HFR undecided about following Gibbs Racing to Toyota

FONTANA, Calif. -- Philippe Lopez, the general manager for Hall of Fame Racing and the No. 96 Chevrolet driven by Tony Raines, said the team has not made a decision about whether it will follow Joe Gibbs Racing to Toyota.

Hall of Fame Racing is a one-car team co-owned by former Dallas Cowboys quarterbacks Troy Aikman and Roger Staubach. The team has a partnership with JGR, which supplies engines, chassis and bodies to Hall of Fame Racing in a lease agreement.

The No. 96 employees also work closely with the JGR engineers on research and development. If Hall of Fame Racing wants to continue its relationship with Gibbs, it will have to switch to Toyota.

"I know everyone thinks this is a done deal, but it's not an automatic for us," Lopez said. "We are a separate team and we'll have to cut our own deal with Toyota. As of now, we haven't really talked to them. We've been in limbo."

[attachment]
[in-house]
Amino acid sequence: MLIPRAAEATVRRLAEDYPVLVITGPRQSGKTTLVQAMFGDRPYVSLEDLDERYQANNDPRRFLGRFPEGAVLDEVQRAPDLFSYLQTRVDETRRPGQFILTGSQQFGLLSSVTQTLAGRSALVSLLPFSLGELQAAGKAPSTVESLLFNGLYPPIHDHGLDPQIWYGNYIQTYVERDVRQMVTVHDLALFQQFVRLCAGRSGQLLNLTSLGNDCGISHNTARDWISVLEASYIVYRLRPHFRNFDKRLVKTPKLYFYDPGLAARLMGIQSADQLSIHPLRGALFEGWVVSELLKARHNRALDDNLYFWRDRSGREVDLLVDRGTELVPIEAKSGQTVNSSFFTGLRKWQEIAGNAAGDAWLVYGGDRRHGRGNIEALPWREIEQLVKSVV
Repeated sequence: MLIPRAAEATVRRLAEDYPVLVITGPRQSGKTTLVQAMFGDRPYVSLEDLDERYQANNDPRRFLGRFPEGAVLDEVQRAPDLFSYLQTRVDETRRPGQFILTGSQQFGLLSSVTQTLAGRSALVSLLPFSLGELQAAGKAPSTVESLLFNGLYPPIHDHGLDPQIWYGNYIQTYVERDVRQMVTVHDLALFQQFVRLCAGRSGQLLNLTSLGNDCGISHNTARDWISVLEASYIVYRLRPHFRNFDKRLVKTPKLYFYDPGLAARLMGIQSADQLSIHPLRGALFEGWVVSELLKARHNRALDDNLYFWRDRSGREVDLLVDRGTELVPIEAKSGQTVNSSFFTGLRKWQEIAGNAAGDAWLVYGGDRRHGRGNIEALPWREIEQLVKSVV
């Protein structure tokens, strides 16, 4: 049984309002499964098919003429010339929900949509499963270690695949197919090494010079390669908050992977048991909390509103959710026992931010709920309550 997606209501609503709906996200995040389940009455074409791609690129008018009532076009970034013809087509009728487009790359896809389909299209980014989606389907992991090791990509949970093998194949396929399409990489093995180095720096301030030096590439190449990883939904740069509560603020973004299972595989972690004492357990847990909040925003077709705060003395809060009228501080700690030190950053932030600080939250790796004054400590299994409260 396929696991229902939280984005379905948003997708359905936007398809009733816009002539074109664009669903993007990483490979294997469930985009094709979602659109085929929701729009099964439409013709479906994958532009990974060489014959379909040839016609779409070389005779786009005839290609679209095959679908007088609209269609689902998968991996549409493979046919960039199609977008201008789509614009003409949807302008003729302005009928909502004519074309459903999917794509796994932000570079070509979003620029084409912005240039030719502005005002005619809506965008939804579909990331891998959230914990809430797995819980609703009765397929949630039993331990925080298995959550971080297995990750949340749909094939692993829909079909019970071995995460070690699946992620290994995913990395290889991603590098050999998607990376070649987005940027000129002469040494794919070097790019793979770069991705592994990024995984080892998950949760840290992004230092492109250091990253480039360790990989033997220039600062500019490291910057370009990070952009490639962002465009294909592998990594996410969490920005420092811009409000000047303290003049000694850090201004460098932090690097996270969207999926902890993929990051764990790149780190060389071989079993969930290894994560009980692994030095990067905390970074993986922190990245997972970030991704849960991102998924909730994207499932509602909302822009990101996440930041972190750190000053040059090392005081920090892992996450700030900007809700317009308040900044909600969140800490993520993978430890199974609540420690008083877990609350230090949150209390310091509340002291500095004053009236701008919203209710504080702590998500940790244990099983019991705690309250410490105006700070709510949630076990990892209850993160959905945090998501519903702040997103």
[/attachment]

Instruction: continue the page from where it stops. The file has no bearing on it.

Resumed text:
Lopez said HFR is in the second year of a three-year contract with JGR.

"That contract really doesn't exist now because it says they supply us with Chevrolet parts," Lopez said. "J.D. Gibbs [president of JGR] said he wants us to continue our association with them, but nothing is decided."

Lopez said it's possible their team could stay with Chevrolet.

"The most important things to us is to be associated with a major power," Lopez said. "If we stay with General Motors, we would need to try to align ourselves with Hendrick Motorsports or RCR [Richard Childress Racing]. If we go to Toyota, we would make a new deal with Gibbs."

Lopez is confident JGR will make Toyota a winner.

"There's no doubt in my mind," Lopez said. "Believe me, they would not make a huge decision like this without knowing they could be competitive."

But the move by JGR has caused some problems for Hall of Fame Racing.

"It has put us in a bit of a disadvantage," Lopez said. "We were hoping to go to a two-car team, but we can't negotiate with sponsors when we don't know who our manufacturer will be next year. And we definitely can't talk to drivers."

Terry Blount covers motorsports for ESPN.com. He can be reached at